The pay-to-wear celeb trend isn't new or surprising (the worst-kept secret of the fashion industry might be that top-tier stars are often paid to sit in the front row at Fashion Week), but it goes even further: Celebrities are sometimes paid to wear those gorgeous gowns and sparkling jewels we see on the red carpet.
According to a recently published piece by Vanity Fair, designers will often fork over hefty wads of cash to have the 'it' girl (or guy!) of the moment appear on a red carpet in their duds.
The 'it' girl on every designer's wish list right now? Cate Blanchett. [Tweet this gossip!] "She's a fashion risk-taker and is known for going outside the box," says celebrity stylist Lindsay Albanese. "She's stunning. When you have Cate, you know you're going to get that moment on the red carpet."
She's not the only one in high demand. In 2011, Anne Hathaway was reportedly paid a whopping $750,000 by Tiffany & Co. to wear the brand's jewelry when she hosted the Oscars, while Louis Vitton shelled out $500,000 for Gwyneth Paltrow to wear its jewels on stage. And Jennifer Lawrence recently found herself in the middle of a bidding war between designers who are fighting to have her wear their dresses to this year's Oscars.
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Designers are trying to draft the top-tier talent to wear their wares, so it's all political, Albanese says. " When it comes to major award shows like the Oscars, the most notable, ready-to-wear, and couture designers have their sights set on dressing presenters, nominees, and A-list actresses. Sometimes they may only want to dress one actress that they have their heart set on." Additionally some celebrities and designers request that no one else wear a particular designer for an event if that celebrity agrees to wear it. "This is usually only an option for a nominee who is guaranteed an enormous amount of press," Albanese says.
A less glamorous aspect of the trend? B-list stars and those who don't fit into sample sizes have a harder time getting the powerhouse fashion brands to fit them, meaning they often rely on emerging or lesser-known designers for the red carpet—but aren't necessarily paid for the publicity.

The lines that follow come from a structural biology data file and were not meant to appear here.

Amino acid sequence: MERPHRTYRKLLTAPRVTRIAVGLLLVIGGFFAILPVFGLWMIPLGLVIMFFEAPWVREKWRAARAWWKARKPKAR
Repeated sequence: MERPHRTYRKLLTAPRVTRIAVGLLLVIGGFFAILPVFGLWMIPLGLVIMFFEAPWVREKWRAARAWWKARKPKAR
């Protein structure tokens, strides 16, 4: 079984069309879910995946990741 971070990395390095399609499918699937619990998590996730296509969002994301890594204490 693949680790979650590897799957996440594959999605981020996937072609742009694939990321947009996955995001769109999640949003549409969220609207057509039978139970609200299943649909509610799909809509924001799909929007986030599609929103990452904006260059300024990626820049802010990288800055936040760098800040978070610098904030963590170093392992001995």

Unknown designers also have a tough time getting the exposure they want, though they're not completely out of luck, Albanese says. Like most industries, getting ahead in Hollywood often is about "who you know," and if a young, up-and-coming designer is trying to land on solid ground in the unpredictable industry, his or her best bet is to try and develop a solid relationship with a reputable PR firm or stylist.
Some stars have been known to buck the trend and style themselves on and off the red carpet (Blake Lively and Helena Bonham Carter are two reportedly known for it, and Diane Kruger recently joined that group), and according to Vanity Fair, not every fashion house is offering payment: "There are a lot of stars who would be highly offended if you offered to pay them to wear something," one fashion executive told the magazine.
Still, despite the transactional nature of the trend, designers don't always know who's wearing their threads until those limo doors open and celebs actually hit the red carpet. Come Sunday night, the Oscars are going to be about much, much more than who takes home a little gold statue.
What do you think of this trend? Will you be tuning in to watch the Oscars this year? Let us know in the comments below or Tweet us @Shape_Magazine!